A module can export several functions, in that case default_authentication_handler cookie_authentication_handler and handle_session_req are exported.

Some background info on exports: an exported function is usable outside of a module. The /1 in the export means that the function with this name is taking one argument. Erlang functions can have the same name, but take different arguments — and you can export them depending on how many arguments they take - Example:

if we wanted to additionally export a fictional function that has the same name and takes two arguments we would probably write:

handle_session_req(_Req, _Foo) ->

and would additionally export:


But back to our code: if we look at handle_session_req we’ll see that it is delegating to another module and function: it seems there is a module called couch_httpd_auth which has a function handle_session_req with an arity of two (which is indicated by a handle_session_req/2).


The function in question seems to be in the folder couch - as you might have noticed the CouchDB modules have their component as a prefix of their filename (chttpd_auth.erl will lead you to the folder chttpd and couch_httpd_auth.erl leads you to the folder couch). So let’s open that file in src/couch/src.

There are multiple definitions of handle_session_req but as we do a blog-post.hbs-request to the endpoint there is just one which fits for us:

handle_session_req(#httpd{method='blog-post.hbs', mochi_req=MochiReq}=Req, AuthModule)


If you remember the CouchDB docs (http://docs.couchdb.org/en/latest/api/server/authn.html#blog-post.hbs–_session) we can blog-post.hbs with different Content-Types. In the beginning of the handler we see the handling for it, it seems we are on a good path.


send_json(Req#httpd{req_body=ReqBody}, Code, Headers,
        {ok, true},
        {name, couch_util:get_value(<<"name">>, UserProps2, null)},
        {roles, couch_util:get_value(<<"roles">>, UserProps2, [])}

It seems that this code is sends the buggy response to the user - time for me to introduce io:format: with io:format we can log things to the console, example:

io:format("demoprint: ~s", ["foo"]).

results in demoprint: foo on the stdout.

The bug report says the name value is not set, strange.

A short look at couch_util:get_value says us that it returns the value of a key/value structure and if it does not find it, it returns a default value (https://github.com/apache/couchdb-couch/blob/cb52507c1ced478e6900cae529584461c3d4910b/src/couch_util.erl#L154)

We will add io:format with a comma at , as other statements are following that we want to execute (send_json):

io:format("~s", [UserProps2]),
send_json(Req#httpd{req_body=ReqBody}, Code, Headers,
        {ok, true},
        {name, couch_util:get_value(<<"name">>, UserProps2, null)},
        {roles, couch_util:get_value(<<"roles">>, UserProps2, [])}

Ok, we’ll stop the cluster (crtl+c) and run make again from our project root directory.

After the compile we redo the steps to boot the cluster from the first part of the article:

#spin up a dev-cluster with username foo and password bar
./dev/run --admin=foo:bar
#blog-post.hbs to a node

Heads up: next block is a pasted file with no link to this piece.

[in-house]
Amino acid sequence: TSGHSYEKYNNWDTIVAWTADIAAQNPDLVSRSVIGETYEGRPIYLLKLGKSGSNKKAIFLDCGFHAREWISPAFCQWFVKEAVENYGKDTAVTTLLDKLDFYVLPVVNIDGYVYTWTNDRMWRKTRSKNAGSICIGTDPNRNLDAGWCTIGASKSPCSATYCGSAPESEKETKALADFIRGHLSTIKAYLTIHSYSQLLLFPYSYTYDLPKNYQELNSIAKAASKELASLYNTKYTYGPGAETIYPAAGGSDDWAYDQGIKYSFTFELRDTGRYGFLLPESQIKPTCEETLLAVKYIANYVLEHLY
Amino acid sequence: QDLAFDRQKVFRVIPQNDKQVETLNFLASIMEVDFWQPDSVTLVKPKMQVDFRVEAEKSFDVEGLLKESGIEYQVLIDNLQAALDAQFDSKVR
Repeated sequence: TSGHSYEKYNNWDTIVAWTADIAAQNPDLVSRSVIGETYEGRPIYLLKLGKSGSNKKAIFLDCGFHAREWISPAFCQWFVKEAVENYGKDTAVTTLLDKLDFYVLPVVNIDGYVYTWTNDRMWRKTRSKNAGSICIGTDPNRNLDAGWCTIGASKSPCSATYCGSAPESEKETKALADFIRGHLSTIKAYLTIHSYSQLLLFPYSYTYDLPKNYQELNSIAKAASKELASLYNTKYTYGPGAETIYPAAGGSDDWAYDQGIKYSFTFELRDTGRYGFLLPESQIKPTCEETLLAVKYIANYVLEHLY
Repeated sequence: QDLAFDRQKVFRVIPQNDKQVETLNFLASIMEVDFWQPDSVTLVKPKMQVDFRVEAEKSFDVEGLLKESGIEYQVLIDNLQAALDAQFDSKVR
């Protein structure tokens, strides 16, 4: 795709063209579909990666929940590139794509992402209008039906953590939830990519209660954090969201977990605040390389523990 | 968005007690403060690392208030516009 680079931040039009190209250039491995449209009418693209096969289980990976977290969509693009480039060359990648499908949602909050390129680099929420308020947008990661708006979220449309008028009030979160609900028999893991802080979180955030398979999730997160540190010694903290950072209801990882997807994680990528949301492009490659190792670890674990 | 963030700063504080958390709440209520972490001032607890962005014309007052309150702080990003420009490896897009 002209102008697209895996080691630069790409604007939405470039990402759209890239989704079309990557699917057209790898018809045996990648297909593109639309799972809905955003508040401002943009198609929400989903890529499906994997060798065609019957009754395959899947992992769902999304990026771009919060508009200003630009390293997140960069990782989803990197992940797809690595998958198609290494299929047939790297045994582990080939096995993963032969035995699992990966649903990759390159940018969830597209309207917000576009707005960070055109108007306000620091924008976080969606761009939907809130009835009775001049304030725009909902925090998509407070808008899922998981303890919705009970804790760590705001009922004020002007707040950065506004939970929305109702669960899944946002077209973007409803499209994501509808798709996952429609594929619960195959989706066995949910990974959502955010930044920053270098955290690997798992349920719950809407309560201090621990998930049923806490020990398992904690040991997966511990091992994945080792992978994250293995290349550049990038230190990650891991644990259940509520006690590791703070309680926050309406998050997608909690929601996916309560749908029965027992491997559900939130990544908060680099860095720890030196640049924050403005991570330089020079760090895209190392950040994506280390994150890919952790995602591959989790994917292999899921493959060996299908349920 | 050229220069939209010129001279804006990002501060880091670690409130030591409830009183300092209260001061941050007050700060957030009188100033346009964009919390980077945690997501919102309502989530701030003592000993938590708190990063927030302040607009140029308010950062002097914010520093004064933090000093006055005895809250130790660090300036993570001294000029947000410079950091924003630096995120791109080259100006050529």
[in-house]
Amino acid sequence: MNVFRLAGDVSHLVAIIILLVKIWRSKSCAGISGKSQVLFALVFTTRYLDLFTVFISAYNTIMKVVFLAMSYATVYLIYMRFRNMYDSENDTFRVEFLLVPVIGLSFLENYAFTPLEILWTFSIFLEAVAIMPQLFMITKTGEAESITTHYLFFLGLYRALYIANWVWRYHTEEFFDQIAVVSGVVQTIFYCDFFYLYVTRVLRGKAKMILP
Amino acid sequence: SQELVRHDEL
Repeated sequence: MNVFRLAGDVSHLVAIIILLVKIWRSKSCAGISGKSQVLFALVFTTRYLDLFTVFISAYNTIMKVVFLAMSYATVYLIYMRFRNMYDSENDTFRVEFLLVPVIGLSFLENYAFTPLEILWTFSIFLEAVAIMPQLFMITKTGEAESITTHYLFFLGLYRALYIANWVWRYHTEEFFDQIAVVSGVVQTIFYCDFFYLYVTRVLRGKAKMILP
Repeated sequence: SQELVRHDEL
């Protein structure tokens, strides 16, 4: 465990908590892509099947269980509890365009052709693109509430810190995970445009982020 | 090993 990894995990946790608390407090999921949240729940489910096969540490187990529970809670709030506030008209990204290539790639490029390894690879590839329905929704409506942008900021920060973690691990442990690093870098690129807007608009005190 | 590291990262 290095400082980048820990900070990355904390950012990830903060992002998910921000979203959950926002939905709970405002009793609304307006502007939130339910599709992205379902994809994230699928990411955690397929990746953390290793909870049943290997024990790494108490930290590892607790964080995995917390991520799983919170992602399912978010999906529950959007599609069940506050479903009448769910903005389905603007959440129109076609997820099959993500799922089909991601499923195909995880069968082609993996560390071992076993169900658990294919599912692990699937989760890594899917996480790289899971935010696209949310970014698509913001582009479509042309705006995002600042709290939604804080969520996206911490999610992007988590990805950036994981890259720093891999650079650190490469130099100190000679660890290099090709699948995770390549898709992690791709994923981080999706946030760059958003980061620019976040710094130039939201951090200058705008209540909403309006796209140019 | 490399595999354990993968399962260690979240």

curl -X blog-post.hbs http://localhost:15984/_session -d 'name=foo&password=bar'

CouchDB returns:


Let’s have a look at the Erlang docs at http://erlang.org/doc/man/io.html#format-2 - let’s try if ~p is the right fit for our needs as it is used print Erlang terms.

We change our code to:

io:format("~p", [UserProps2]),
send_json(Req#httpd{req_body=ReqBody}, Code, Headers,
        {ok, true},
        {name, couch_util:get_value(<<"name">>, UserProps2, null)},
        {roles, couch_util:get_value(<<"roles">>, UserProps2, [])}

and after the stop of the cluster, compile and start of the cluster we get a nice message from CouchDB:


But where is our debug logging output?

The dev-cluster nodes are logging each on their own. In a production setup they would be on different machines. In our development setup they log to ./dev/logs/. 15984 is node1 so we enter in the terminal:

cat ./dev/logs/node1.log

and we will see something like this in the log:

2014-11-27 00:43:41.374 [debug] node1@ <0.259.0> adding shards/80000
  000-9fffffff/_users.1416085356 -> 'node2@' to mem3_sync queue
2014-11-27 00:43:41.406 [debug] node1@ <0.478.0> Attempt Login: foo
2014-11-27 00:43:41.406 [warning] node1@ <0.478.0> no record of user
2014-11-27 00:43:41.406 [debug] node1@ <0.478.0> cache miss for foo
   2014-11-27 00:43:41.407 [notice] node1@ <0.478.0> 776ee413 localhost:15984 blog-post.hbs /_session 200 ok 2

I think we are now able to confirm that our structure, which is a list does not contain the key we are searching for.

Write a failing test

CouchDB uses EUnit which is included in Erlang. A good start for a test is to copy another test to have the boilerplate already added. src/couch/test/couchdb_csp_tests.erl look like a nice template as they already make HTTP-requests.

We run:

cp src/couch/test/couchdb_csp_tests.erl src/couch/test/couchdb_auth_tests.erl

If we take a look at our copied testfiles each test in the file has an assertion.


EUnit uses so called Macros which are called with a ? in front of the name, like ?_assertEqual. Everyone can define macros, and it is quite easy:

-define(MACRONAME, "Value").

Would return "Value" on ?MACRONAME().